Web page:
Please note that this chat will be about suicide. If you need to talk to someone, follow this link to find a helpline in your country. The same website has information if you are concerned about someone else. The Samaritans website also has a range of information, including how to start a difficult conversation, or what to do if you’re concerned about a friend on Facebook.
There will be no #OTalk chat on Tuesday 9th September, as we will be joining other professions on Twitter on the 10th to support World Suicide Prevention Day (#wspd), part of a 24-hour tweetathon with Dr Alys Cole-King. We will be using the hashtag #MDTChat, and the chat will run from 8-9pm BST (click here for your local time).
Here’s an excerpt from the pre-chat blog post, which can be found on the PhysioTalk website:
Healthcare professionals and suicide prevention
Suicide is complex with psychological, social, biological, cultural and environmental factors involved (IASP, 2014). For example, physiotherapists and occupational therapists commonly work with people who experience suicidal ideation, which can be associated with physical as well as mental illness. This can include physically disabling or painful illnesses including chronic pain, significant sports injuries, traumatic brain injury, and spinal cord injury. Treatment sessions with patients can provide an invaluable opportunity to notice distress, ask questions and respond appropriately – potentially saving a life.
During this chat we want to think about the some of the situations where we might come into professional and personal contact with someone who is thinking about suicide, what you can do to help, and sources of support to help you do this.
Connectedness can also be understood in terms of clinical care and we’d like to explore how connectedness between AHPs, nurses, primary care and other local health and social care services can help people who are in distress, and what we can do to improve communication and collaboration at a local level.
“Every encounter with a suicidal person is an opportunity to intervene to reduce their distress and, potentially, to save a life” Dr Alys Cole-King.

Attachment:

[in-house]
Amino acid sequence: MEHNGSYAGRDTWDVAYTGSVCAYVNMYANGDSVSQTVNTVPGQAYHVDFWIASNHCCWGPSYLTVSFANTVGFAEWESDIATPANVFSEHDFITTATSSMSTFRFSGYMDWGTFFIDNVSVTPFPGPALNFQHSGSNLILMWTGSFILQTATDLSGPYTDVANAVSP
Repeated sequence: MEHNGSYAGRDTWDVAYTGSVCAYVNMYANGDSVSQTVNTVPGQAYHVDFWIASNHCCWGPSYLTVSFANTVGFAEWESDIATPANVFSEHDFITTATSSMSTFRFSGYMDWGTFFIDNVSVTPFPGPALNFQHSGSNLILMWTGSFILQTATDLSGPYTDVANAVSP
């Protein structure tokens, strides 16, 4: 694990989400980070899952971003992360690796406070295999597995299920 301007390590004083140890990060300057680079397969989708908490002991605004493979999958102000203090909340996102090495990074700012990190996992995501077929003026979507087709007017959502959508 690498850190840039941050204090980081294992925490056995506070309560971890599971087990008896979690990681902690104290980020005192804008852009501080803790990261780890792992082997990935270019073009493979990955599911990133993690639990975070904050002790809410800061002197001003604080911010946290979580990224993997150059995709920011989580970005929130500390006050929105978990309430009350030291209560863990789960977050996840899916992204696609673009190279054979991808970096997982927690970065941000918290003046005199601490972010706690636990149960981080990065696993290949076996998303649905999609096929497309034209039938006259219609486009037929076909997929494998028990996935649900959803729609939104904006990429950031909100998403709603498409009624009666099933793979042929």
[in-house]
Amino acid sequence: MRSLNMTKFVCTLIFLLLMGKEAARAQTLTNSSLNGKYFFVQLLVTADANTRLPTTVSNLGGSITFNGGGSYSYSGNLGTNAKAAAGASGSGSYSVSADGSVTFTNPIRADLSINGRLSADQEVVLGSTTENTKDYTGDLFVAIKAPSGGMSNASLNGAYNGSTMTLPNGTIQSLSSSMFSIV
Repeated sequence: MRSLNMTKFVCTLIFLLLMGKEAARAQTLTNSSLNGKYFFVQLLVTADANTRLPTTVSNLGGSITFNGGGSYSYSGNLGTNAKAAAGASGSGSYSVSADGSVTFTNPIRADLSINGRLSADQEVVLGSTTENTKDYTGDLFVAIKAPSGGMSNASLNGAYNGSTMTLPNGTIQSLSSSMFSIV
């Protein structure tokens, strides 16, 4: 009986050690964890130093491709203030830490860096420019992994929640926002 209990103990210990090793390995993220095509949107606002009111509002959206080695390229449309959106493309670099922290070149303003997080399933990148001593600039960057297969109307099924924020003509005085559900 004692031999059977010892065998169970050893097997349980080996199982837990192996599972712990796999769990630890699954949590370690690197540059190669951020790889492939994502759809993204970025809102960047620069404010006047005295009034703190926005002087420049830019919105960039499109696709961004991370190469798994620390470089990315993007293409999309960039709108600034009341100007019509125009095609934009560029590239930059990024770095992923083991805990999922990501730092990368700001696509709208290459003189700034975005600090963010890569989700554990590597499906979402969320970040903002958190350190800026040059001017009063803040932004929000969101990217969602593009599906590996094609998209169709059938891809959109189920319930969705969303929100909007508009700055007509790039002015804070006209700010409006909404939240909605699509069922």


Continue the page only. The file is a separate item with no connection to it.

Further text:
Sophie (@sophalexanderOT), an occupational therapist working in a crisis resolution and home treatment team, has written a reflection about her role in preparation for the chat as she can’t be there on the night:
Occupational Therapists working with people who have suicidal ideation
My first post as an Occupational Therapist after graduating was in a Crisis Resolution and Home Treatment team and shortly after starting I realised how many people were experiencing thoughts of suicide and how many of my caseload wanted to end their lives. The mental health foundation identified that around 4,400 people end their own lives in England each year, and at least ten times that number attempt suicide.
After working within Crisis Resolution and Home Treatment (CRHT) for 10 months I completed a course relating to assessing suicide risk in adults, and this confirmed to me the importance of my role, of Occupational Therapists, within theCRHT setting. During the course we explored factors that can increase suicide risk which included social isolation, role change, and hopelessness, unable to identify/utilise coping skills, and physical health and/or mental health difficulties. These factors are areas that Occupational Therapists can offer support in and it made me question why Occupational Therapists aren’t always present in Crisis Resolution and Home Treatment teams. Whilst working within the team I have identified that initially whilst people are in mental health crisis, they are not always able to engage with Occupational Therapy, but that the period afterwards whilst supported by Home Treatment service, Occupational Therapist’s can explore with people the factors that caused/ increased thoughts of suicide, exploring with them their social networks, their roles and helping them to identify a reason for living, something that is meaningful to themselves.
I believe that whilst all members of the multi-disciplinary team (MDT) offer full assessment and support relating to suicide prevention, I feel that Occupational Therapists can offer a different view and specialism to the team and the approach to suicide prevention.
People I support at work are in mental health crisis, and that doesn’t mean that they all have suicidal ideation, and often our work in CRHT involves supporting people before they experience suicidal thoughts. This includes looking at ways to manage their mental health deterioration, and also using occupation as a form of time out from mental distress, and also as a meaningful distraction to aid recovery.
Unfortunately I am at work whilst the OT talk is taking place, although I will try to catch the end of it and chip in where I can. Feel free to contact me if you have any questions about my post.
EDIT: Unfortunately, I was unable to attend this chat as I was at work, but I’ve seen it described as “thought provoking”. The Numbers indicate a well-attended and wide-reaching chat, with 84 participants and 1,051,921 impressions. Check out the PhysioTalk Blog for analytics and transcript. Thank you to everyone who participated!
An #OTalk CPD template is available for documenting your engagement with the chat.